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Tuition increase approved

Troy University’s Board of Trustees approved a 9-percent tuition increase in its meeting Friday. And in the next vote, it also approved a bond issue for three major capital projects.

Including stimulus money, the university actually saw an increase in state funding for the next year’s budget, but decreases during several years are what hurt the growing institution, said Senior Vice Chancellor of Finance and Business Affairs Jim Bookout.

“We’re at $53 million with some stimulus money, just slightly higher than 2009,” Bookout said. “But, we’re a growing institution.”

The board’s vote will take undergraduate tuition from $177 per credit hour to $193 and graduate tuition from $200 hourly to $220. In addition, the board approved to remove a cap on $9 per-hour student activity fees, causing students to pay more after 12 hours.

Bookout said while these prices may be higher, the university will still be in the lower or middle averages for tuition across the state.

“We believe we can increase graduate and undergraduate tuition, even if these other institutions do not increase by $1 and still be below or equal to midpoint,” Bookout said. “We feel comfortable with these numbers, and if we can stay as low as we can to be affordable, we will increase enrollments.”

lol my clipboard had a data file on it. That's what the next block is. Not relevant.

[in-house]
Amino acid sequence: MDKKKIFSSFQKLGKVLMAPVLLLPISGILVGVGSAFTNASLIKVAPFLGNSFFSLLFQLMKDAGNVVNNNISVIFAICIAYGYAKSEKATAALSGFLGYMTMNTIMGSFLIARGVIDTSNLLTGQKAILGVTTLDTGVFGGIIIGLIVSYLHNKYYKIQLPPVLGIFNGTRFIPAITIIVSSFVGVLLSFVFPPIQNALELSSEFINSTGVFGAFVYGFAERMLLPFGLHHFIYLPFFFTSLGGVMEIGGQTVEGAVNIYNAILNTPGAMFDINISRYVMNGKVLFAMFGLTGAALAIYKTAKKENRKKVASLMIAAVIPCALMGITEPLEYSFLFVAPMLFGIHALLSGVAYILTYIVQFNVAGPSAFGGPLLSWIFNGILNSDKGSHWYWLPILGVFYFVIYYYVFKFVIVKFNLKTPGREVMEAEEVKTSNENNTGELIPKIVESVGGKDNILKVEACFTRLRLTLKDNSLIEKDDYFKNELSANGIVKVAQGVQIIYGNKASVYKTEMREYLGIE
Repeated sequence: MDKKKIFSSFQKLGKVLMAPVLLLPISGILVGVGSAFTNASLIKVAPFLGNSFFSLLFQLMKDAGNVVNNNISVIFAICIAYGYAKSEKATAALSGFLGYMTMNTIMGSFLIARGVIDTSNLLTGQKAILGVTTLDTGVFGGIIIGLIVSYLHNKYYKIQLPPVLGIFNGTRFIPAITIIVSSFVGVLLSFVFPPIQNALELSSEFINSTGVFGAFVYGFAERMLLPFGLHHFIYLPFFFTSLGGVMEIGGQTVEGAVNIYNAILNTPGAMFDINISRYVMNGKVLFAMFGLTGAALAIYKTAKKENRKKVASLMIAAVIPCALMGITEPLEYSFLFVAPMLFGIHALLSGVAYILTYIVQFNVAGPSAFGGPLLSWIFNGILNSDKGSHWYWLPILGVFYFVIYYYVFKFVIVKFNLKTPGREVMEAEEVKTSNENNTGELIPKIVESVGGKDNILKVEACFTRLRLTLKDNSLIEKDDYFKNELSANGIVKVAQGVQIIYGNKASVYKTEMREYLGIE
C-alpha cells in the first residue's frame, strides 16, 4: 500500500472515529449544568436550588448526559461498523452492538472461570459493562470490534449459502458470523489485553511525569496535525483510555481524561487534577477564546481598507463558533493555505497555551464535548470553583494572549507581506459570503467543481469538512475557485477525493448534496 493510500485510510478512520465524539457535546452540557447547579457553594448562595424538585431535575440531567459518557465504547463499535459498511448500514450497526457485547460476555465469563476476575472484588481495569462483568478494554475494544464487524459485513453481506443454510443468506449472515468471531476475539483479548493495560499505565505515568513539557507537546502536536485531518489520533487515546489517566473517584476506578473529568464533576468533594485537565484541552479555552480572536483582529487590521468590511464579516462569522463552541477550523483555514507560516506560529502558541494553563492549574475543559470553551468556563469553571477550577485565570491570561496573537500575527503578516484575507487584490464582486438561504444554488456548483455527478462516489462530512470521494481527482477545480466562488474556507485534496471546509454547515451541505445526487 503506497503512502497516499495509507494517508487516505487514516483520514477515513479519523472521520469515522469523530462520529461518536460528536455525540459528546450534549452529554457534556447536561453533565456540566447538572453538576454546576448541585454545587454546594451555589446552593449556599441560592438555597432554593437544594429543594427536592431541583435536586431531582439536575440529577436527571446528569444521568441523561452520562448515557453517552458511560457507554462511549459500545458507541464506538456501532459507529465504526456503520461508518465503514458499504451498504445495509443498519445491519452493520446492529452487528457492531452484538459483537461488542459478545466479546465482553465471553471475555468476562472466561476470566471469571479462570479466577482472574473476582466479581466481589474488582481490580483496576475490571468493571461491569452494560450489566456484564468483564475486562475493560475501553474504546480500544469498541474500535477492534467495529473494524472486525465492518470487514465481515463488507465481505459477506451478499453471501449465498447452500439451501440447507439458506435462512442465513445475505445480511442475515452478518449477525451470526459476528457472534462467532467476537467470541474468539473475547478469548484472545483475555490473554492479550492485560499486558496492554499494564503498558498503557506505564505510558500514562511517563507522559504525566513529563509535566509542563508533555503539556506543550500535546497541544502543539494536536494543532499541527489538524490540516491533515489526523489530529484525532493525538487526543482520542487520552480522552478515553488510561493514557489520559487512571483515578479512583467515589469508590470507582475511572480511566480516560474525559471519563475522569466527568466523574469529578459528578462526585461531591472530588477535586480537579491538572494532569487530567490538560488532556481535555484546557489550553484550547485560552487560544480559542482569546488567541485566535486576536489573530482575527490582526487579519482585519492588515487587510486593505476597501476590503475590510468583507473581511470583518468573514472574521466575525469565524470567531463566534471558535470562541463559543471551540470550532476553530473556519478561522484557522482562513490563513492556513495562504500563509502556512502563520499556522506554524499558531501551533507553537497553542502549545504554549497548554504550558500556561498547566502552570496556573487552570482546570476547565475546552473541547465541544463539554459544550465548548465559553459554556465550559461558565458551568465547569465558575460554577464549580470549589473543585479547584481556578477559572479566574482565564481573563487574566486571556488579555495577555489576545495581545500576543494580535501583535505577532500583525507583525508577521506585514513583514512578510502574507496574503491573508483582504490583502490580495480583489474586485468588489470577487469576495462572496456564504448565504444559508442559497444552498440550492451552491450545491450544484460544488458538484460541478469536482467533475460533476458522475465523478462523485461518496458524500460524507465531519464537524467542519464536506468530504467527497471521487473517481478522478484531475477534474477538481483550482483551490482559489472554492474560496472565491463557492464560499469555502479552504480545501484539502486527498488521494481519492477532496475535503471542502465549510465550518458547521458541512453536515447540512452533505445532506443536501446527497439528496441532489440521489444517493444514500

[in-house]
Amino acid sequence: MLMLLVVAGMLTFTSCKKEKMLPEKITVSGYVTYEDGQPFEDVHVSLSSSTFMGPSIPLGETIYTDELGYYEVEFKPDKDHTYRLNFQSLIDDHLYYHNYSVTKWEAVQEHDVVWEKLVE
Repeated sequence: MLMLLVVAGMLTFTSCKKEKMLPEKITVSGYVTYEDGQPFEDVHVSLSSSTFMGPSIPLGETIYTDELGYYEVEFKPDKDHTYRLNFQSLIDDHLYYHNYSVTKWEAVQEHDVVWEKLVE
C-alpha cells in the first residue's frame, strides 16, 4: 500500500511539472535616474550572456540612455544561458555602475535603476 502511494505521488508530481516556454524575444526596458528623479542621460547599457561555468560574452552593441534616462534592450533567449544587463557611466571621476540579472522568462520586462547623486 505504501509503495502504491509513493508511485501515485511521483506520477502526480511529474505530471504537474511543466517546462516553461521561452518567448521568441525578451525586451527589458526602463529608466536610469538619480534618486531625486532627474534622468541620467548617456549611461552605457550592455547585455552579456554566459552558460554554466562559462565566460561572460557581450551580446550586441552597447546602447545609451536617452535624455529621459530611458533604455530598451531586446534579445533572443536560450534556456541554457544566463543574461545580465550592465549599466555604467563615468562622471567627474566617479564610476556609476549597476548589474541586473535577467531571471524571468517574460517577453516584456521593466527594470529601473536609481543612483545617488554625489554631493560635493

And in bad economic times, while interest is low, the board approved to issue up to $57 million in bonds to construct a new dining facility, fraternity housing and a new multi-purpose sports arena.

The dining hall and the fraternity village are on the top of the list, and Bookout said those two projects are expected to enter final design stages and undergo the bid process in the next three months.

The dining hall will be a two-story facility that seats around 1,000 students. The current Stewart Dining Hall only holds around 400 at a time, where Bookout said the need is around 800.

The facility will be located next to Hawkins Adams Long Hall, off of University Avenue and Collegedale.

Bookout said he anticipates, through student meal plans and expected increases in enrollment, the dining hall project will pay for itself in 10 years.

The new fraternity housing, which will be located where the homes currently sit on Pell Avenue, will be paid for by students who will essentially pay rent to the university to stay there.

The multi-purpose arena is further from completion than the other two, but the new facility will be used for classrooms, basketball and volleyball games, coaches offices and commencement.

Bookout said some of the funding for these projects has already been obtained through private donations or other bond issues.